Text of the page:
By Linda DeKort
If you ask when Yellow-rumped Warblers will be returning to our valley, Bruce Tannehill, from Flathead Audubon, will tell you immediately, “between April 25th and May 1st”. Bruce and his wife, Gail Cleveland, are avid birders who know their neighborhood birds intimately. Like the rest of us, they look forward to the return of this vivid warbler, the first to return every spring and last to leave in the fall.
The Yellow-rumped Warblers, also known by local birders as “butterbutts”, are members of the family of wood warblers. All members of this group are small and active with short straight pointed bills; the bill of the Yellow-rumped is black. Until 1973, the Yellow-rumps were divided into two separate species: Audubon’s in the west and Myrtle in the eastern U.S. These two forms were apparently separated during the last ice age and developed distinguishing characteristics. For example, the Myrtle, named for the wax myrtle berries it eats, has a white throat and Audubon’s has a yellow throat. When it was shown, however, that these two forms were able to interbreed and produce viable young, the American Ornithological Union elected to merge them into one species. Many avid birders did not like this change; what before had been two entries on their life lists was now reduced to one!
During breeding season, the males of both varieties have slate blue backs streaked with black, white wing patches, streaked breasts and conspicuous yellow patches on their flanks, crowns and rumps. The females, fall males and young are streaked gray brown and are sometimes mistaken for Pine Siskins; like the Pine Siskin, these small warblers are about 5” long and have a wing span of about 9”. But, unlike the Siskins, the “butter-butts” of all ages have yellow rumps.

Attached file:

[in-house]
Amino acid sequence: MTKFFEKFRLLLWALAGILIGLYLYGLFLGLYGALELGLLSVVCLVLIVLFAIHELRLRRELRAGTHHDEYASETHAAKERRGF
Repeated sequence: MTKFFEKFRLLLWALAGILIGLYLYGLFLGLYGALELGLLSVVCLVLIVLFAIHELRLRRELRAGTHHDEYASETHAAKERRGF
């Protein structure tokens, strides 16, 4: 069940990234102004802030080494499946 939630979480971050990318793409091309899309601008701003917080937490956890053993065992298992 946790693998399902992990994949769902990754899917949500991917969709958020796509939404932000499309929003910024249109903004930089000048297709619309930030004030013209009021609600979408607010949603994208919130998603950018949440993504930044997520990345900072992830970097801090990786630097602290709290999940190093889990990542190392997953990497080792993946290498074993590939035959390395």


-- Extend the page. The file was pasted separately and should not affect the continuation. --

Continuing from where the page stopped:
Populations of this adaptable warbler are stable or even increasing in most areas. We have observed these conspicuous little birds in many locations this past year: in the Copper Canyon in November, in the Tennessee Valley in January and on the Queen Charlotte Islands in August. The population on the Queen Charlotte Islands stays there year round; in Montana, Yellow-rumps have shown up in small numbers on the Christmas Bird Counts.
The apparent widespread success of Yellow- rumped warblers might be due to the fact that they do not require specific habitat nor diet. They prefer to build their nests on horizontal branches of coniferous trees, but will use deciduous trees as well. (The nests are unique, being lined with feathers that are carefully woven and positioned to conceal the eggs; this little trick possibly fools the parasitizing Brown-headed cowbird into thinking no incubation is occurring in that nest.) During the breeding season, they reach highest densities in mature, unlogged coniferous forest. But Bruce Tannehill confirms Yellow- rumps can breed successfully in selectively logged forests with some mature trees left standing. Steve Gniadek has noted that they are quite numerous in less severely burned areas of Glacier National Park. And though they are mostly insect eaters, their ability to digest the waxy coating of berries enables them to winter farther north and in more diverse habitats than most warblers.
They winter in loose flocks from the southern US to Central America, the males wintering farther north than the females. Winter flocks of both genders are easy to spot as they are kept together by a constant emphatic “chek.” In spring, their song is similar to the trill of a Junco, described as a flat, shivering tyew-tyew-tyew-tyew of 4 to 7 syllables.
Bruce Tannehill tells that a few years ago they heard a different Yellow-rumped Warbler song in their neighborhood; it had an extra “zip” on the end. They heard the song for about two weeks, until mid-May and then it disappeared; but the warblers themselves continued to raise young in their back lot. This pattern repeated itself for the next four summers. Bruce recorded the unusual song and produced a sonogram. The resulting sonogram was truly different from the more commonly heard song of the Yellow-rumped warblers. During the fourth year, Bruce and Gail heard the same song with the unusual zip not only in May but also in the beginning of July. They watched, recorded carefully and found that the same male Yellow- rumped warbler was singing two different songs. Bruce hypothesized from these observations that the song with the zip is a truly “come hither” courtship song, while the more common song is a “keep off” territorial song.